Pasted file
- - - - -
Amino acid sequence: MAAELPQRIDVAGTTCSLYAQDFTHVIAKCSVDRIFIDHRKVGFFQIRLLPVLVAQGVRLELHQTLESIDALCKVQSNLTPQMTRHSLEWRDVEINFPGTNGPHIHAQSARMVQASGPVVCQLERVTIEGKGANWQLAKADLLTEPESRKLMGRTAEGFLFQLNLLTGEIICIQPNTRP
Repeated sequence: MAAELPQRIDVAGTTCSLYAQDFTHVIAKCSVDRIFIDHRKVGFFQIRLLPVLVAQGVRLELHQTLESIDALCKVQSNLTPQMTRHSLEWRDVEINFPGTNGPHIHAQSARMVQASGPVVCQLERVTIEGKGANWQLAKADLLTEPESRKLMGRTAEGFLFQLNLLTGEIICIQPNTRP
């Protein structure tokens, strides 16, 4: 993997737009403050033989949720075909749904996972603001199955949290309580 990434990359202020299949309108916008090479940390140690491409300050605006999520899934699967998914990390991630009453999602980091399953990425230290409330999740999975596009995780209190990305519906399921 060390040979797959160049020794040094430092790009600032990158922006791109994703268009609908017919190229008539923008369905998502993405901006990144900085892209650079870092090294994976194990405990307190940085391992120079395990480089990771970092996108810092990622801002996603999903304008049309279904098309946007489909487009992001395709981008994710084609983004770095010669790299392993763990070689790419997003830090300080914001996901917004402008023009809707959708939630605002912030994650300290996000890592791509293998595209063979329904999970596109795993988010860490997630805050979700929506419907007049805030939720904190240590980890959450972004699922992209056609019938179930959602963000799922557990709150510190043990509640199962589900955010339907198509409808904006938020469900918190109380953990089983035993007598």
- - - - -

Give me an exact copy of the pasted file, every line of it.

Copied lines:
Amino acid sequence: MAAELPQRIDVAGTTCSLYAQDFTHVIAKCSVDRIFIDHRKVGFFQIRLLPVLVAQGVRLELHQTLESIDALCKVQSNLTPQMTRHSLEWRDVEINFPGTNGPHIHAQSARMVQASGPVVCQLERVTIEGKGANWQLAKADLLTEPESRKLMGRTAEGFLFQLNLLTGEIICIQPNTRP
Repeated sequence: MAAELPQRIDVAGTTCSLYAQDFTHVIAKCSVDRIFIDHRKVGFFQIRLLPVLVAQGVRLELHQTLESIDALCKVQSNLTPQMTRHSLEWRDVEINFPGTNGPHIHAQSARMVQASGPVVCQLERVTIEGKGANWQLAKADLLTEPESRKLMGRTAEGFLFQLNLLTGEIICIQPNTRP
């Protein structure tokens, strides 16, 4: 993997737009403050033989949720075909749904996972603001199955949290309580 990434990359202020299949309108916008090479940390140690491409300050605006999520899934699967998914990390991630009453999602980091399953990425230290409330999740999975596009995780209190990305519906399921 060390040979797959160049020794040094430092790009600032990158922006791109994703268009609908017919190229008539923008369905998502993405901006990144900085892209650079870092090294994976194990405990307190940085391992120079395990480089990771970092996108810092990622801002996603999903304008049309279904098309946007489909487009992001395709981008994710084609983004770095010669790299392993763990070689790419997003830090300080914001996901917004402008023009809707959708939630605002912030994650300290996000890592791509293998595209063979329904999970596109795993988010860490997630805050979700929506419907007049805030939720904190240590980890959450972004699922992209056609019938179930959602963000799922557990709150510190043990509640199962589900955010339907198509409808904006938020469900918190109380953990089983035993007598």